“Subchapter V is supposed to be a fast process toward plan confirmation, but I don’t see that happening!”
–Comment of a Bankruptcy Judge (as I recall the comment)
It’s true: (i) Subchapter V is supposed to go quickly, but (ii) it often doesn’t.
Here’s why it doesn’t: debtor attorneys often fail to push their cases forward.
A bankruptcy court opinion, in a Subchapter V case, illustrates the problem.
The Bankruptcy Court grants debtor’s request for a 90-days extension of the Subchapter V plan filing deadline. Such request is based on this argument:
- “Debtor cannot file a meaningful plan of reorganization until a final determination is made with regards to the termination of the lease.”
That’s simply wrong:
- The debtor in that case could have filed a meaningful plan—at the case’s very beginning—based upon the lease termination result that debtor anticipates or hopes to achieve; and
- That’s precisely what debtor should have done!
Seeking the delay is like driving a race car in granny gear.
Here’s something that’s, apparently, a well-guarded secret:
- The best leverage a reorganizing debtor can deploy in bankruptcy is this—filing, quickly, a plan of reorganization that has at least a fighting chance of success.
A filed plan allows debtor to move forward on offense:
- Plan terms become the basis for negotiations;
- The plan provides a foundation for defending against motions for relief and to dismiss; and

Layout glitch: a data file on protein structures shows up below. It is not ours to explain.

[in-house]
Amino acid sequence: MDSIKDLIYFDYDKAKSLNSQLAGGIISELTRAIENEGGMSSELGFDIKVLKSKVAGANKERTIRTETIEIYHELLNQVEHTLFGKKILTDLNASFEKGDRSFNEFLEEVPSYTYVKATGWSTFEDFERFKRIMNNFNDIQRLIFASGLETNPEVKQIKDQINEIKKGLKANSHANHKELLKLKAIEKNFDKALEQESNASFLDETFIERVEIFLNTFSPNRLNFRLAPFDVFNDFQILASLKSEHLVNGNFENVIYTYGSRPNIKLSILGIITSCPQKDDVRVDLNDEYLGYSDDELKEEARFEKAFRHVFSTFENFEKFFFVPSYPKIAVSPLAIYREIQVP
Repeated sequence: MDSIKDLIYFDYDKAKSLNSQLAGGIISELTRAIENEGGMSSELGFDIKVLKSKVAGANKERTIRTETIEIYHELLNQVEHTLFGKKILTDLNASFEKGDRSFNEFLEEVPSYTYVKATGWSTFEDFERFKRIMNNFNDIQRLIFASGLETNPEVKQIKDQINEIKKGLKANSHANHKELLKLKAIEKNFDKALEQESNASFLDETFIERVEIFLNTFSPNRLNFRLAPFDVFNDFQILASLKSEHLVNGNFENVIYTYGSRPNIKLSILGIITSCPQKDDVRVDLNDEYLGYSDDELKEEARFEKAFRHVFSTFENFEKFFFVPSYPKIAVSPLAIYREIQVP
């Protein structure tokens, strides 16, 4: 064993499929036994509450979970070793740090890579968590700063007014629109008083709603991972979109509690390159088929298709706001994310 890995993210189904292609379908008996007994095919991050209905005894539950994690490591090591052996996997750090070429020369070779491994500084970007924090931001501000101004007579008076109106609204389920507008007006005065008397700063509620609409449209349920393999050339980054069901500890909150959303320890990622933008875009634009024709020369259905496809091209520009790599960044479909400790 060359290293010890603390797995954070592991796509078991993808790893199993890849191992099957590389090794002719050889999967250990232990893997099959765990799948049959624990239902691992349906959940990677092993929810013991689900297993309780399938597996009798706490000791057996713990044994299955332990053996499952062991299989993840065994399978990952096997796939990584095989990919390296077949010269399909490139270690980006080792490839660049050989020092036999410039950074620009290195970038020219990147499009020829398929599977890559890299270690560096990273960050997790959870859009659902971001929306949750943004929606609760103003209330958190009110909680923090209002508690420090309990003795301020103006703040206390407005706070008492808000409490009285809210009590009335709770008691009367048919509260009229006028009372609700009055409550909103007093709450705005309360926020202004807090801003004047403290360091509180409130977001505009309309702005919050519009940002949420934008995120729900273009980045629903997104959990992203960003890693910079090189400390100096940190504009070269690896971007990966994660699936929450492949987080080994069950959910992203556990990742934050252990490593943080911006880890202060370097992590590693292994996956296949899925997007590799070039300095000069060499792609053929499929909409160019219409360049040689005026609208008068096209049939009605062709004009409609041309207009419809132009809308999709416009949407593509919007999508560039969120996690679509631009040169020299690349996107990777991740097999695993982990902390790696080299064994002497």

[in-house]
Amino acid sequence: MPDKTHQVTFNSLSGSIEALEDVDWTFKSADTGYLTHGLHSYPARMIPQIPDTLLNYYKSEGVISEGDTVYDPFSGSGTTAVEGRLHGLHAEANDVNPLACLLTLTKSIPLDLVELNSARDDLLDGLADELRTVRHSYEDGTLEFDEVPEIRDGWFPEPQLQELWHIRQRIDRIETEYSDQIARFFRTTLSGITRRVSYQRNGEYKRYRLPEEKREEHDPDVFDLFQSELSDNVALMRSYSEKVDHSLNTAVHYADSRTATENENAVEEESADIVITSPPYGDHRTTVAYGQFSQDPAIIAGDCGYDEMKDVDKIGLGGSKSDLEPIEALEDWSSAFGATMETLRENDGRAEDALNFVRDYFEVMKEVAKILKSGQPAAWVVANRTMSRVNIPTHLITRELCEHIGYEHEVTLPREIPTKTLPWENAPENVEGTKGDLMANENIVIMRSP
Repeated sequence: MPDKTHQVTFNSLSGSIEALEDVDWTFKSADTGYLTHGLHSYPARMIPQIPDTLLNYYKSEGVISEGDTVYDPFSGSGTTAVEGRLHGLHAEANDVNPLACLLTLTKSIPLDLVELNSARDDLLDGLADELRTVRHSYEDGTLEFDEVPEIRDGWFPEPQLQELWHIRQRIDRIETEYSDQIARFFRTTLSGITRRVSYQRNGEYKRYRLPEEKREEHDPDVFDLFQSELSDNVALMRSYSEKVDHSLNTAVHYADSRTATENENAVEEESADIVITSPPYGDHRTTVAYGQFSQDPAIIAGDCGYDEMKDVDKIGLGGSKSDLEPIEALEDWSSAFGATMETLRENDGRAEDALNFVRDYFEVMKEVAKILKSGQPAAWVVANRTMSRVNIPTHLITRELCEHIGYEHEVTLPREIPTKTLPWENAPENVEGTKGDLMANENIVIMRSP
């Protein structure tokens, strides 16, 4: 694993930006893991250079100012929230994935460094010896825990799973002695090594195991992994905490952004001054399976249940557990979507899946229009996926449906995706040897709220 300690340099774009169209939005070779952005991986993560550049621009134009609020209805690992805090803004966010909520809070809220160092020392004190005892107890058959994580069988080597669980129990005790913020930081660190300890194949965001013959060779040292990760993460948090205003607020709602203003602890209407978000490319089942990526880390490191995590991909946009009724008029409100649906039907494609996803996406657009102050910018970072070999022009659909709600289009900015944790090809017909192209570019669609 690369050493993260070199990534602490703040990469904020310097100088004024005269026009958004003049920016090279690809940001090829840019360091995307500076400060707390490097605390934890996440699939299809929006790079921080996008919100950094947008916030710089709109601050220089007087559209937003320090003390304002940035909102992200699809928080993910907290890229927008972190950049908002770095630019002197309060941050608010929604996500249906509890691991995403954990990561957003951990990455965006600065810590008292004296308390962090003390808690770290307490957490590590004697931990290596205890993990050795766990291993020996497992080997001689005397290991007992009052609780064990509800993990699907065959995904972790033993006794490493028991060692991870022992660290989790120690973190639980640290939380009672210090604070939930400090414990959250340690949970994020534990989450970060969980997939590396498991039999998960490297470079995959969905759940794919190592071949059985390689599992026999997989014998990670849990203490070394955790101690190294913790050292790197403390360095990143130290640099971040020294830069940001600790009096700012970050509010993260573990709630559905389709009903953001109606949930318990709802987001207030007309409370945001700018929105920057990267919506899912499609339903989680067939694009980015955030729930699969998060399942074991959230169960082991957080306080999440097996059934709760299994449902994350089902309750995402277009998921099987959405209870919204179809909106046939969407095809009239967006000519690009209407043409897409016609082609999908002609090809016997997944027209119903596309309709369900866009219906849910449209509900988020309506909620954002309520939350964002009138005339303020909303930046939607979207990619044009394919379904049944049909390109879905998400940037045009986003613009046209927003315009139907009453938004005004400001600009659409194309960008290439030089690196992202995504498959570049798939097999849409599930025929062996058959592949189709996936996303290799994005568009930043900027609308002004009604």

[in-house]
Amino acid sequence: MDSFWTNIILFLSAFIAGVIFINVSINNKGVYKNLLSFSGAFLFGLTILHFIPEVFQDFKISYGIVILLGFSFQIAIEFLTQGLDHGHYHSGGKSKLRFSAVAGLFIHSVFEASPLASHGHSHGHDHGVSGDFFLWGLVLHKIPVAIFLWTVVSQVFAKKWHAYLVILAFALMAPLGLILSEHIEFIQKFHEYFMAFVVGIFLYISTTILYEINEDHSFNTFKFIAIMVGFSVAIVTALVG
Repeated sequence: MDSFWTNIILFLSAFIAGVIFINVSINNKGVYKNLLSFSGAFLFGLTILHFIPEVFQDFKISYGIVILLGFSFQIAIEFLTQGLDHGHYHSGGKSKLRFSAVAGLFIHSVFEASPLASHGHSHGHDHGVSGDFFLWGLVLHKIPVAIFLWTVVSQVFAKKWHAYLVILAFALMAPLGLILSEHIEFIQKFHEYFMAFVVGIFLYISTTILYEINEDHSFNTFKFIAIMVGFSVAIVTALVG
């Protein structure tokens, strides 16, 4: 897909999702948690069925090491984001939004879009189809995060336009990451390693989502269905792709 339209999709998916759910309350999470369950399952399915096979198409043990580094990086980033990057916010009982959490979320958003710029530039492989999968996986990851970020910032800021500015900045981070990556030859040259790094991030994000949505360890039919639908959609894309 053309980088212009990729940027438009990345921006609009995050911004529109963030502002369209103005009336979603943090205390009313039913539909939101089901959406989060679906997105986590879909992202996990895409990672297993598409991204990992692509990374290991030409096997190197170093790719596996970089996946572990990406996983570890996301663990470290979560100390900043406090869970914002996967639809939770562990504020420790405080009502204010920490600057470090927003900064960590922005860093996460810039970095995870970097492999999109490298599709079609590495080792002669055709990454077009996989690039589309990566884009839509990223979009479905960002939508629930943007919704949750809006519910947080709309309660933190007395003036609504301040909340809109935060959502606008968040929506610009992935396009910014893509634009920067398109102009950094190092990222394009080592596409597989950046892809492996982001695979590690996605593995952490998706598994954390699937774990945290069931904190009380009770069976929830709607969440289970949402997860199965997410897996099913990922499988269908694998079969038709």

- The possibility of plan confirmation, over objection, is strong leverage.
Without a filed plan, the debtor is playing defense and merely parrying attacks.
A Hard-Knocks Lesson
I learn the foregoing, many years ago, the hard way.
About a decade into my practice, I’m representing a Chapter 11 debtor—and doing what I’d seen other practitioners do:
- File the case;
- Defend against motions for relief and to dismiss;
- Settle some disputes quickly; and
- Expect to file a plan later, once additional disputes are resolved.
Meanwhile, creditor motions (for relief and to dismiss) go to trial, a couple months into the case. We prevail at trial . . . but barely.
After announcing his decisions from the bench, the Judge turns to me and says, “When will your plan be filed?”
I’m startled by the question because, in every Chapter 11 I’d observed, plans are filed many-months into the case: never right away.
I say, “In about 90 days.”
The Judge is obviously irritated by that and says, “You’d better get a confirmable plan on file, fast!” (emphasis was in the original).
So . . . I rack my brain (e.g., “How do we get around the absolute priority rule?”), come up with a plan, and get it written down and on file.
Then, negotiations with creditors begin in earnest . . . and are over the terms of the plan. We concede where necessary to get the plan confirmed but dig-in on plan terms that are confirmable.
The result: plan confirmation happens quickly with a 100% favorable vote (after objections are resolved by negotiations).
I remember thinking: “Hmmm . . . that approach works! Guess the Judge knew what he was doing in applying pressure.”
So, the hard-knocks rule is this:
- A Chapter 11 plan (whether Subchapter V or not) should be a first-day filing, or as close to first-day as possible; and
- Plan confirmation is to be pursued with a sense of urgency.
Subchapter V is intended to be a quick process toward plan confirmation.
But a quick process can’t even begin until a plan is on file—and plan filing should occur on the first-day or as soon thereafter as possible.
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